FOSSIL fools look away. Ford’s now making more all-electric Mustangs than it is internal combustion ones.
I use the term because that’s the one a couple of Champion readers used after I suggested in this column a couple of weeks ago that a decade-old Nissan Leaf with a 45-mile range was not a smart buy. It still isn’t.
You pointed out that my hypothetical hop to IKEA and back would have been punctuated by charging points, including a couple at the Swedish furniture purveyor... ...and you’re absolutely right.
However, I’m interested not in what a car runs on or whether it’ll please the leaders of the G7 – I’m interested in whether it’s any good. And one with a range reduced to 45 miles ten years down the line, I’m afraid, isn’t.
But what’s abundantly clear is that zero emissions offerings have been getting better and better every year and at a rate of improvement that’s outpacing the petrol options. Could you imagine, ten years ago, being able to get a saloon that’s the same size as 3-Series that can outdrag a 911 Turbo at the lights, do 220 miles between a fill-up and accomplish it in serene, zero emissions silence?
The carmakers are taking it seriously too; this week Fiat was the latest in a long line of carmakers to vow it’s going all-electric, while Lotus has confirmed its new Emira will be its final internal-combustion sports car.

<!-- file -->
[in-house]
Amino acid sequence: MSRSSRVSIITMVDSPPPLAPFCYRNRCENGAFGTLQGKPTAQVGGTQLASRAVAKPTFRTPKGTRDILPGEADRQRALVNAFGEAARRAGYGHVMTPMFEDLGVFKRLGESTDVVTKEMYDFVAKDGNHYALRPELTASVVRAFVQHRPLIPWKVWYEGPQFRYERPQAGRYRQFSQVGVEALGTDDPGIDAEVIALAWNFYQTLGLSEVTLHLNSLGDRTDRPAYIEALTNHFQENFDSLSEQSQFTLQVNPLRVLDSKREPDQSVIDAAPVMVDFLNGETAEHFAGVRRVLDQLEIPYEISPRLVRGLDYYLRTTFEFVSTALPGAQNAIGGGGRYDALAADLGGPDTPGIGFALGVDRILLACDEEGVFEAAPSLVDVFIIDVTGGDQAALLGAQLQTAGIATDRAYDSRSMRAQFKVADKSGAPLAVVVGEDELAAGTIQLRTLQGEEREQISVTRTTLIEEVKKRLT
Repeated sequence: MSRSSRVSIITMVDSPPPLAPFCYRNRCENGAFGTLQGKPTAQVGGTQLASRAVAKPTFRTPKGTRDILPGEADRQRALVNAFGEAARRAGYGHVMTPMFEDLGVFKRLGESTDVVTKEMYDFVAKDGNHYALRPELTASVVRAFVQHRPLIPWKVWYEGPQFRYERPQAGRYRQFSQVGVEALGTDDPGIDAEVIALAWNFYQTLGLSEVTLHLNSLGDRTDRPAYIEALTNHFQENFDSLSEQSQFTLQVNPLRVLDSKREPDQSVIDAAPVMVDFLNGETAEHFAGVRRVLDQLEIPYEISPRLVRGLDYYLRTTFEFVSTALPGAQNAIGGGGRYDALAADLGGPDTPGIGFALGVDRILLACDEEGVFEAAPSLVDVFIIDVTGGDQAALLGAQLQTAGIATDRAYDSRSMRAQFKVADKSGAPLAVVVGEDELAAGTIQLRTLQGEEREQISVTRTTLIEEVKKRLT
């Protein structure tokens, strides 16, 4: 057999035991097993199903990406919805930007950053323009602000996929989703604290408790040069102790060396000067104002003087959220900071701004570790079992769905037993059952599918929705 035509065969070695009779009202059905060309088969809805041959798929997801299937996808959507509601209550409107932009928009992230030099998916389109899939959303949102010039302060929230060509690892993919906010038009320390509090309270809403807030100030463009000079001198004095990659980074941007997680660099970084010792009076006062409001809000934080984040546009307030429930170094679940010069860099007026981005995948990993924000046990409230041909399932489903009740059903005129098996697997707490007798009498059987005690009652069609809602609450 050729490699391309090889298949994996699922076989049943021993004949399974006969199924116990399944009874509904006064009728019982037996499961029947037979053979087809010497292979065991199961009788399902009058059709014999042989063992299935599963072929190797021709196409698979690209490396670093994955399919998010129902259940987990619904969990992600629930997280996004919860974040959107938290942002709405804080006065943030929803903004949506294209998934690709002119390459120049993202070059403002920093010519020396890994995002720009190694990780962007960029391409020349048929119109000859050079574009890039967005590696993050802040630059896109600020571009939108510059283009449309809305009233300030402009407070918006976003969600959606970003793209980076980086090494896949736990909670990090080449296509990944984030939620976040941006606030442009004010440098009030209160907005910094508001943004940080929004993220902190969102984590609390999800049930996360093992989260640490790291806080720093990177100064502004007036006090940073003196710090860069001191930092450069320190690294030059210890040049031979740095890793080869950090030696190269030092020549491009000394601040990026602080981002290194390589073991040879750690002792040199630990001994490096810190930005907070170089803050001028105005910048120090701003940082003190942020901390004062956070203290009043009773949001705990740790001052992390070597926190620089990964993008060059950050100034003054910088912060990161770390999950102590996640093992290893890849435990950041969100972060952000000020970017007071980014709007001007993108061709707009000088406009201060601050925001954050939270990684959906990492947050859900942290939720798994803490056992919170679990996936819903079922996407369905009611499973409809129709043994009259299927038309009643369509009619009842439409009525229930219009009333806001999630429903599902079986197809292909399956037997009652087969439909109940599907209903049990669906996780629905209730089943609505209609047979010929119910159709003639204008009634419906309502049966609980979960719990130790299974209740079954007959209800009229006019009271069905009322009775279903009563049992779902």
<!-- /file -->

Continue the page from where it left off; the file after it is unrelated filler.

But the real rub is in a few statistics from the Society of Motor Manufacturers a couple of days ago, which give an insight into the battle to become Britain’s best-selling new car.
For years it’s been Ford’s Fiesta that’s out in front, but so far this year it’s been Vauxhall’s rival Corsa that’s snatched victory, with 20,024 finding new homes.
What’s behind this handy PR coup for the chaps at Vauxhall? Well, there have been all sorts of strange things going on as showrooms have opened and closed in line with COVID-19 regulations – including a brief lockdown stint last year when the Tesla Model 3 was the UK’s top seller – but I reckon a big part of it is that the Corsa’s offered in all-electric form while the Fiesta makes do with a mere mild hybrid option. The Corsa-e’s 2,204 sales in the UK so far this year also make the Corsa’s zero emission’s cousin the best-selling small electric car, and it helps give the overall range a comfortable edge over the Fiesta’s 17,700 sales tally.
Strip Corsa-e figures out and the two would be neck and neck.
While sales of battery electric vehicles aren’t in the majority, they’re climbing quickly – according to the SMMT’s figures they now make up 7.5% of the UK’s new car market, up from 4.7% a year ago and it’s now making a big difference to the sales figures.
What I’m really looking forward to, however, is the new Astra-e, which if the press teaser shots are anything to go by looks fantastic.
It’s a car even a fossil fool like me would happily hop into!
David Simister is the editor of Classic Car Weekly